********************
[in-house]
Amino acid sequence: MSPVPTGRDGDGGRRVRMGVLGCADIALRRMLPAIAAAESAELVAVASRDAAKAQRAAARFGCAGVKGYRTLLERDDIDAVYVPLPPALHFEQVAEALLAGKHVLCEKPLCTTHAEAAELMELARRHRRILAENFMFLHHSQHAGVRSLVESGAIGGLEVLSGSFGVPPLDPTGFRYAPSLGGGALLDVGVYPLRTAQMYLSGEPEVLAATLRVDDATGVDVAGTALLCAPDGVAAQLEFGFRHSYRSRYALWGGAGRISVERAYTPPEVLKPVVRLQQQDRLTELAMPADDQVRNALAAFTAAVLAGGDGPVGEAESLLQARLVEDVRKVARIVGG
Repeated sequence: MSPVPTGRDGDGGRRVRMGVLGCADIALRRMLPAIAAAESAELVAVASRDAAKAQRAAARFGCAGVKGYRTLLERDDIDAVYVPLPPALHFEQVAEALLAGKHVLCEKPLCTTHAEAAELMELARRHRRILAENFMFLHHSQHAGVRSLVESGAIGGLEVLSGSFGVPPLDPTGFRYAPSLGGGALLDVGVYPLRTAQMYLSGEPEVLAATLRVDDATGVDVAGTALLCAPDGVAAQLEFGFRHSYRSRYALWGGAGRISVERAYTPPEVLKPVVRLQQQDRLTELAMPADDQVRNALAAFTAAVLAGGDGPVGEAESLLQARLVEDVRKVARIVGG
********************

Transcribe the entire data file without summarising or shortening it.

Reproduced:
[in-house]
Amino acid sequence: MSPVPTGRDGDGGRRVRMGVLGCADIALRRMLPAIAAAESAELVAVASRDAAKAQRAAARFGCAGVKGYRTLLERDDIDAVYVPLPPALHFEQVAEALLAGKHVLCEKPLCTTHAEAAELMELARRHRRILAENFMFLHHSQHAGVRSLVESGAIGGLEVLSGSFGVPPLDPTGFRYAPSLGGGALLDVGVYPLRTAQMYLSGEPEVLAATLRVDDATGVDVAGTALLCAPDGVAAQLEFGFRHSYRSRYALWGGAGRISVERAYTPPEVLKPVVRLQQQDRLTELAMPADDQVRNALAAFTAAVLAGGDGPVGEAESLLQARLVEDVRKVARIVGG
Repeated sequence: MSPVPTGRDGDGGRRVRMGVLGCADIALRRMLPAIAAAESAELVAVASRDAAKAQRAAARFGCAGVKGYRTLLERDDIDAVYVPLPPALHFEQVAEALLAGKHVLCEKPLCTTHAEAAELMELARRHRRILAENFMFLHHSQHAGVRSLVESGAIGGLEVLSGSFGVPPLDPTGFRYAPSLGGGALLDVGVYPLRTAQMYLSGEPEVLAATLRVDDATGVDVAGTALLCAPDGVAAQLEFGFRHSYRSRYALWGGAGRISVERAYTPPEVLKPVVRLQQQDRLTELAMPADDQVRNALAAFTAAVLAGGDGPVGEAESLLQARLVEDVRKVARIVGG